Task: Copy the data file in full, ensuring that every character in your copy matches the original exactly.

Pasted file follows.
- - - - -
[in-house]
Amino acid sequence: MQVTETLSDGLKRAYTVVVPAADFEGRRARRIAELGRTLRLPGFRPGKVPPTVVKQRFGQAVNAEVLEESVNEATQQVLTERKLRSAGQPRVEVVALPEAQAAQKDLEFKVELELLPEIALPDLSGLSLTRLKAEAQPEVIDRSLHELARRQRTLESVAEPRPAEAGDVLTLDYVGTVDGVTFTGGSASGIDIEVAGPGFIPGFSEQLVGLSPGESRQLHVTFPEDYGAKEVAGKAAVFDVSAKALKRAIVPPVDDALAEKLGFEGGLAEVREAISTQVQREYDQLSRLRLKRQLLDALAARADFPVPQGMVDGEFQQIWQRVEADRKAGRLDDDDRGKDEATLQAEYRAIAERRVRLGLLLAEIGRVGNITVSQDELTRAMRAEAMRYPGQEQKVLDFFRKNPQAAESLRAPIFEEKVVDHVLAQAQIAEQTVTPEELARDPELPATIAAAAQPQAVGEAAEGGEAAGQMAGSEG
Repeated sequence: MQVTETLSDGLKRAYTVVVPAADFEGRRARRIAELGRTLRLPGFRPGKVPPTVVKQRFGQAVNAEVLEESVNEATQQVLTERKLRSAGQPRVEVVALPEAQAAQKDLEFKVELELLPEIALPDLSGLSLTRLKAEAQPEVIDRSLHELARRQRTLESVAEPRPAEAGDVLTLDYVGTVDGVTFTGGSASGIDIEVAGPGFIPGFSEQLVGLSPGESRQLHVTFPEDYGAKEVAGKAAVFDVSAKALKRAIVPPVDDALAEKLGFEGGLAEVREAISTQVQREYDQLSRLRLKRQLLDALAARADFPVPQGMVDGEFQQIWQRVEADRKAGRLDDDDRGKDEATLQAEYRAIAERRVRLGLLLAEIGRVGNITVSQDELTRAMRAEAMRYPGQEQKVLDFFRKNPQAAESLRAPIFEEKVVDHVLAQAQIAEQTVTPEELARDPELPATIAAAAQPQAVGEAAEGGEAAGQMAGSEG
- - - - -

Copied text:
[in-house]
Amino acid sequence: MQVTETLSDGLKRAYTVVVPAADFEGRRARRIAELGRTLRLPGFRPGKVPPTVVKQRFGQAVNAEVLEESVNEATQQVLTERKLRSAGQPRVEVVALPEAQAAQKDLEFKVELELLPEIALPDLSGLSLTRLKAEAQPEVIDRSLHELARRQRTLESVAEPRPAEAGDVLTLDYVGTVDGVTFTGGSASGIDIEVAGPGFIPGFSEQLVGLSPGESRQLHVTFPEDYGAKEVAGKAAVFDVSAKALKRAIVPPVDDALAEKLGFEGGLAEVREAISTQVQREYDQLSRLRLKRQLLDALAARADFPVPQGMVDGEFQQIWQRVEADRKAGRLDDDDRGKDEATLQAEYRAIAERRVRLGLLLAEIGRVGNITVSQDELTRAMRAEAMRYPGQEQKVLDFFRKNPQAAESLRAPIFEEKVVDHVLAQAQIAEQTVTPEELARDPELPATIAAAAQPQAVGEAAEGGEAAGQMAGSEG
Repeated sequence: MQVTETLSDGLKRAYTVVVPAADFEGRRARRIAELGRTLRLPGFRPGKVPPTVVKQRFGQAVNAEVLEESVNEATQQVLTERKLRSAGQPRVEVVALPEAQAAQKDLEFKVELELLPEIALPDLSGLSLTRLKAEAQPEVIDRSLHELARRQRTLESVAEPRPAEAGDVLTLDYVGTVDGVTFTGGSASGIDIEVAGPGFIPGFSEQLVGLSPGESRQLHVTFPEDYGAKEVAGKAAVFDVSAKALKRAIVPPVDDALAEKLGFEGGLAEVREAISTQVQREYDQLSRLRLKRQLLDALAARADFPVPQGMVDGEFQQIWQRVEADRKAGRLDDDDRGKDEATLQAEYRAIAERRVRLGLLLAEIGRVGNITVSQDELTRAMRAEAMRYPGQEQKVLDFFRKNPQAAESLRAPIFEEKVVDHVLAQAQIAEQTVTPEELARDPELPATIAAAAQPQAVGEAAEGGEAAGQMAGSEG